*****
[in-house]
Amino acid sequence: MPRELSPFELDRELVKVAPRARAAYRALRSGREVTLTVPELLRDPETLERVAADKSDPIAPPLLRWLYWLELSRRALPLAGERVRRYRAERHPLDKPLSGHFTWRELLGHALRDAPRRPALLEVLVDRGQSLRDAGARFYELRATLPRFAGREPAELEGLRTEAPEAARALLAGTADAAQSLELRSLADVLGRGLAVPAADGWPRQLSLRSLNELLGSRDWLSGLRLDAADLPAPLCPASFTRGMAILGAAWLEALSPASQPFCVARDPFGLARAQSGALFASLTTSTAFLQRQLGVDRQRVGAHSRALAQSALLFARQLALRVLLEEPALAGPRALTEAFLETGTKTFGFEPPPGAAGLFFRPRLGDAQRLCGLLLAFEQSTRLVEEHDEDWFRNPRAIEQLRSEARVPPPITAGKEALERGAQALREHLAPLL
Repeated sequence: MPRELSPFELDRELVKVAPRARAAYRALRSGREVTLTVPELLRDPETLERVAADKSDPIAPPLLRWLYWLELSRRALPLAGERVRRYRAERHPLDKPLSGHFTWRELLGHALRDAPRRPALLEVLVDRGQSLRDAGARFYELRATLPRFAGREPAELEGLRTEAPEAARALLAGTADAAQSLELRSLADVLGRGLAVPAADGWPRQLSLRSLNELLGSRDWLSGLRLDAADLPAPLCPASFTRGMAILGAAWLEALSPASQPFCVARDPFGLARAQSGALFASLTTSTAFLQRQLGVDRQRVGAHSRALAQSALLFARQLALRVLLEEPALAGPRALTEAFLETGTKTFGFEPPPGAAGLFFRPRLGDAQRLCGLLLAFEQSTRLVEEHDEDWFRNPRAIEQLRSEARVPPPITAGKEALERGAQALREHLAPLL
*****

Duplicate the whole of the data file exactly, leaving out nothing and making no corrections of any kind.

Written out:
[in-house]
Amino acid sequence: MPRELSPFELDRELVKVAPRARAAYRALRSGREVTLTVPELLRDPETLERVAADKSDPIAPPLLRWLYWLELSRRALPLAGERVRRYRAERHPLDKPLSGHFTWRELLGHALRDAPRRPALLEVLVDRGQSLRDAGARFYELRATLPRFAGREPAELEGLRTEAPEAARALLAGTADAAQSLELRSLADVLGRGLAVPAADGWPRQLSLRSLNELLGSRDWLSGLRLDAADLPAPLCPASFTRGMAILGAAWLEALSPASQPFCVARDPFGLARAQSGALFASLTTSTAFLQRQLGVDRQRVGAHSRALAQSALLFARQLALRVLLEEPALAGPRALTEAFLETGTKTFGFEPPPGAAGLFFRPRLGDAQRLCGLLLAFEQSTRLVEEHDEDWFRNPRAIEQLRSEARVPPPITAGKEALERGAQALREHLAPLL
Repeated sequence: MPRELSPFELDRELVKVAPRARAAYRALRSGREVTLTVPELLRDPETLERVAADKSDPIAPPLLRWLYWLELSRRALPLAGERVRRYRAERHPLDKPLSGHFTWRELLGHALRDAPRRPALLEVLVDRGQSLRDAGARFYELRATLPRFAGREPAELEGLRTEAPEAARALLAGTADAAQSLELRSLADVLGRGLAVPAADGWPRQLSLRSLNELLGSRDWLSGLRLDAADLPAPLCPASFTRGMAILGAAWLEALSPASQPFCVARDPFGLARAQSGALFASLTTSTAFLQRQLGVDRQRVGAHSRALAQSALLFARQLALRVLLEEPALAGPRALTEAFLETGTKTFGFEPPPGAAGLFFRPRLGDAQRLCGLLLAFEQSTRLVEEHDEDWFRNPRAIEQLRSEARVPPPITAGKEALERGAQALREHLAPLL